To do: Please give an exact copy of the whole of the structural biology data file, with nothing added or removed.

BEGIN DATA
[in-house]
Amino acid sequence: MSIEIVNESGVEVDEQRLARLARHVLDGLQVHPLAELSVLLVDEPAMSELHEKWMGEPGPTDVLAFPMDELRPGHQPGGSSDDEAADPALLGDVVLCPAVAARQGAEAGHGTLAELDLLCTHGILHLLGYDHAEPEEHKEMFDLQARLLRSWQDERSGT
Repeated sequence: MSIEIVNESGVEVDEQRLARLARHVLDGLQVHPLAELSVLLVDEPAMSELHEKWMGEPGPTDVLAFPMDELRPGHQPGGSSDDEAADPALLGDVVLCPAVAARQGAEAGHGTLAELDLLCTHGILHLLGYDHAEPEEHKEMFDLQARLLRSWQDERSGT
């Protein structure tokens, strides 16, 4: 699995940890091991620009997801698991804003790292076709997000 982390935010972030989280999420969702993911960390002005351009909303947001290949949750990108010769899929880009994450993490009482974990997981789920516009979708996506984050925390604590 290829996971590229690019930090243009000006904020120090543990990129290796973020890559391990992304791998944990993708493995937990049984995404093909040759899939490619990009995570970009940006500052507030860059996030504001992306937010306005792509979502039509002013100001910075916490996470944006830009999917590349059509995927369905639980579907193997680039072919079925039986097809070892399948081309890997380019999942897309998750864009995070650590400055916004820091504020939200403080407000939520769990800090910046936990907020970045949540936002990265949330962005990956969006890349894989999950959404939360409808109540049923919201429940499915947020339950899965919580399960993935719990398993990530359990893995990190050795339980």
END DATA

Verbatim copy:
[in-house]
Amino acid sequence: MSIEIVNESGVEVDEQRLARLARHVLDGLQVHPLAELSVLLVDEPAMSELHEKWMGEPGPTDVLAFPMDELRPGHQPGGSSDDEAADPALLGDVVLCPAVAARQGAEAGHGTLAELDLLCTHGILHLLGYDHAEPEEHKEMFDLQARLLRSWQDERSGT
Repeated sequence: MSIEIVNESGVEVDEQRLARLARHVLDGLQVHPLAELSVLLVDEPAMSELHEKWMGEPGPTDVLAFPMDELRPGHQPGGSSDDEAADPALLGDVVLCPAVAARQGAEAGHGTLAELDLLCTHGILHLLGYDHAEPEEHKEMFDLQARLLRSWQDERSGT
């Protein structure tokens, strides 16, 4: 699995940890091991620009997801698991804003790292076709997000 982390935010972030989280999420969702993911960390002005351009909303947001290949949750990108010769899929880009994450993490009482974990997981789920516009979708996506984050925390604590 290829996971590229690019930090243009000006904020120090543990990129290796973020890559391990992304791998944990993708493995937990049984995404093909040759899939490619990009995570970009940006500052507030860059996030504001992306937010306005792509979502039509002013100001910075916490996470944006830009999917590349059509995927369905639980579907193997680039072919079925039986097809070892399948081309890997380019999942897309998750864009995070650590400055916004820091504020939200403080407000939520769990800090910046936990907020970045949540936002990265949330962005990956969006890349894989999950959404939360409808109540049923919201429940499915947020339950899965919580399960993935719990398993990530359990893995990190050795339980």